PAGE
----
What Is Asthma?
Our lungs are made up of airways with enough tubing to cover the surface of a tennis court. The branching airways – some no thicker than a hair – end in air sacs. In a person with asthma these airways are chronically “angry and inflamed,” explains Greg Redding, M.D., North American coordinator for the International Study of Asthma and Allergy in Children and chief of pulmonary medicine at Children’s Hospital and
Many kids suffer from asthma...and their parents don't even know it!
An asthma attack occurs when “triggers” assault the airways. (See “Managing Asthma” for information on common triggers.) The lungs react to the trigger with a triple whammy. The airways swell from the inside, more mucus is produced and muscles on the outside of the air tubes constrict or spasm, as though making a fist. It’s much harder to force air through the obstructed lungs, especially to breathe out. The victim may cough or gasp for breath.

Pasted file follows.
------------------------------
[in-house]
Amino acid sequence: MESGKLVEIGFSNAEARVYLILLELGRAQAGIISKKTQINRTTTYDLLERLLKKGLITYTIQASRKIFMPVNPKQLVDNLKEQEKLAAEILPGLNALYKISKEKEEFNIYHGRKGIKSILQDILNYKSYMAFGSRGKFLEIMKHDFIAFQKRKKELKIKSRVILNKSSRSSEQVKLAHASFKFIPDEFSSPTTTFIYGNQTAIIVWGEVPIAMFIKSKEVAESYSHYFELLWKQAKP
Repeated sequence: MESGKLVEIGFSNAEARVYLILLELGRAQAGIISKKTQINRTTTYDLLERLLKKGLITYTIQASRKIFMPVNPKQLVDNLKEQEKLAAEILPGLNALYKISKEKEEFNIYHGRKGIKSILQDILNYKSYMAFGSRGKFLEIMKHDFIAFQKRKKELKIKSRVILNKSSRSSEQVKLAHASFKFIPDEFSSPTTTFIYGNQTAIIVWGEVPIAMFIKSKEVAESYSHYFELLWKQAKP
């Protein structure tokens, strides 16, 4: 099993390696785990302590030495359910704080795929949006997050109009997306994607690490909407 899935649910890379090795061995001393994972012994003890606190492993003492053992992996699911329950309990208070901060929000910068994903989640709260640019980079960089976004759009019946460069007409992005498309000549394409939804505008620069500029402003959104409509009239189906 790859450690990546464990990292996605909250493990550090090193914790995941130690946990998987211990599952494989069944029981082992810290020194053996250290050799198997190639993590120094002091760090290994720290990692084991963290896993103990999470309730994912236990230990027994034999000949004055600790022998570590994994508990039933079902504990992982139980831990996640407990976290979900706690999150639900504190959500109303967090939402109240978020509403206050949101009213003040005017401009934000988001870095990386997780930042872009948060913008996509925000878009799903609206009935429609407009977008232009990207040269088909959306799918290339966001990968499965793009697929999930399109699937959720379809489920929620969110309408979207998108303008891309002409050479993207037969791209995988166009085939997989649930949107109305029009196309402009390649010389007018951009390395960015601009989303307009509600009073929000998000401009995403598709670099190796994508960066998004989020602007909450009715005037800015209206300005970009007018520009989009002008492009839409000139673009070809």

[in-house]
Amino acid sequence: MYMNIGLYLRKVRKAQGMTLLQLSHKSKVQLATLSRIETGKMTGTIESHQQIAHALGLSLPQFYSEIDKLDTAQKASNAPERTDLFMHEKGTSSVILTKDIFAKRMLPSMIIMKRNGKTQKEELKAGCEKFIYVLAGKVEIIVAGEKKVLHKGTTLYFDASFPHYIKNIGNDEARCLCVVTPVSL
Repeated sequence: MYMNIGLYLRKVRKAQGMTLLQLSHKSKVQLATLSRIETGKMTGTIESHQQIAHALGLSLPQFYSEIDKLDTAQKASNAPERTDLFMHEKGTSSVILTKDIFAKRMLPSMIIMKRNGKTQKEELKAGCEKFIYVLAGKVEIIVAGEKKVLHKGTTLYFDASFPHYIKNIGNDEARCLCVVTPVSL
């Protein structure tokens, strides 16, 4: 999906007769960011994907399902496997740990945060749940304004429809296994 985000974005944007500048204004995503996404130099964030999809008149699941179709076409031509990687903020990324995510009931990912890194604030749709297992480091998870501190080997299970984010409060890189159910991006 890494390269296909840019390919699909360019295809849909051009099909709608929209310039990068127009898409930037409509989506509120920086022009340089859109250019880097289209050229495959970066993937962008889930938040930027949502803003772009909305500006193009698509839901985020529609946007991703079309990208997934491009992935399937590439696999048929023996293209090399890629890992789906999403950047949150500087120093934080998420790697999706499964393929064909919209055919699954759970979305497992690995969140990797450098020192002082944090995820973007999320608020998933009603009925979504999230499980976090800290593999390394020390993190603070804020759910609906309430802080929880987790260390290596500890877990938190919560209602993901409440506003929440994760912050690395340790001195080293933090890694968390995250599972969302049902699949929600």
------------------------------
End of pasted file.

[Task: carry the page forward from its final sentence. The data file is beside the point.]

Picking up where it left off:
“You can’t cough mucus up through a straw,”
People with severe asthma and multiple attacks may experience scarring, he adds. The collagen in the larger airways loses it elasticity and doesn’t stretch, further decreasing lung function.
Asthma is a chronic disease, meaning that it can be controlled but not cured. It is reversible, in that lungs can go back to a threshold level of inflammation after an attack. Although many children’s symptoms will improve as they grower older, only about 25 percent outgrow the disease, according to